The Hagstrom Report

Agriculture News As It Happens


Visit to World War II memorial personal for Vilsack

HONOLULU — For Tom Vilsack, visiting Pearl Harbor was about more than fulfilling his duty as secretary of Agriculture.

The biodiesel-powered boat on which Vilsack toured the Pearl Harbor memorial was named for his maternal great uncle, Cassin Young, who served with great distinction on Dec. 7, 1941, and was awarded the Medal of Honor.

His great uncle's service had special significance, Vilsack told reporters, because he did not learn of it until 1988 when he took his family on vacation to Boston, where a destroyer named in Young’s honor is restored and berthed.

Captain Cassin Young

Captain Cassin Young
As the Medal of Honor citation says, Young was the commanding officer on the USS Vestal stationed in Pearl Harbor when the Japanese attacked.

Young proceeded to the bridge and later took personal command of the 3-inch antiaircraft gun,” the citation says.

“When blown overboard by the blast of the forward magazine explosion of the USS Arizona, to which the USS Vestal was moored, he swam back to his ship. The entire forward part of the USS Arizona was a blazing inferno with oil afire on the water between the two ships; as a result of several bomb hits, the USS Vestal was afire in several places, was settling and taking on a list.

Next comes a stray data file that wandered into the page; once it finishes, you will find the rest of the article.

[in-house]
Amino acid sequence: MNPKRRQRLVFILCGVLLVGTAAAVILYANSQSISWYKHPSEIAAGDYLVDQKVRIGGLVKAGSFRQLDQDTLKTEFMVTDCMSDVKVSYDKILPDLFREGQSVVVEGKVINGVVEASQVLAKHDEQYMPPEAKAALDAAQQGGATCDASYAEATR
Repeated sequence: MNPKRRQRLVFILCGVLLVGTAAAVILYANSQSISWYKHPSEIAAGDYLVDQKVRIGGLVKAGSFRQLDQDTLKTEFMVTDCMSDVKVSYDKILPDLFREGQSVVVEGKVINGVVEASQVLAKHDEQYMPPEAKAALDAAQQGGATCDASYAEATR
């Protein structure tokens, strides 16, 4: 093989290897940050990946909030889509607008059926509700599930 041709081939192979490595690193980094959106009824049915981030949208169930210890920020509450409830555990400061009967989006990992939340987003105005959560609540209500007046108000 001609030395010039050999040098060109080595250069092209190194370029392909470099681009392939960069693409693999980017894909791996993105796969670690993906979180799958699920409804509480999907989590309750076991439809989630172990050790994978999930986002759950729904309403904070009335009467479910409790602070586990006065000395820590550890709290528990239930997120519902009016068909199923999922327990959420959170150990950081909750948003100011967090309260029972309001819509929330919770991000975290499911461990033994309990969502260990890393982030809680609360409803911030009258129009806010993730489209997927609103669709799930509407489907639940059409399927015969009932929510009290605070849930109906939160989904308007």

“Despite severe enemy bombing and strafing at the time, and his shocking experience of having been blown overboard, Commander Young, with extreme coolness and calmness, moved his ship to an anchorage distant from the USS Arizona, and subsequently beached the USS Vestal upon determining that such action was required to save his ship.”

Young was promoted to captain in February 1942 and given command of the heavy cruiser USS San Francisco. In the Solomon Islands campaign, he commanded the ship in the Battle of Cape Esperance, and was killed on Nov. 13, 1942 in the Naval Battle of Guadalcanal. He was posthumously awarded the Navy Cross, and the destroyer USS Cassin Young was named in his honor.

The fact that his family never talked about his uncle’s bravery and distinction can be attributed to the humility of families in that era, Vilsack said.

The secretary, who has often noted that rural Americans serve in disproportionate numbers in the military, also said the experience was a reminder that the sacrifices of American families are “ongoing.”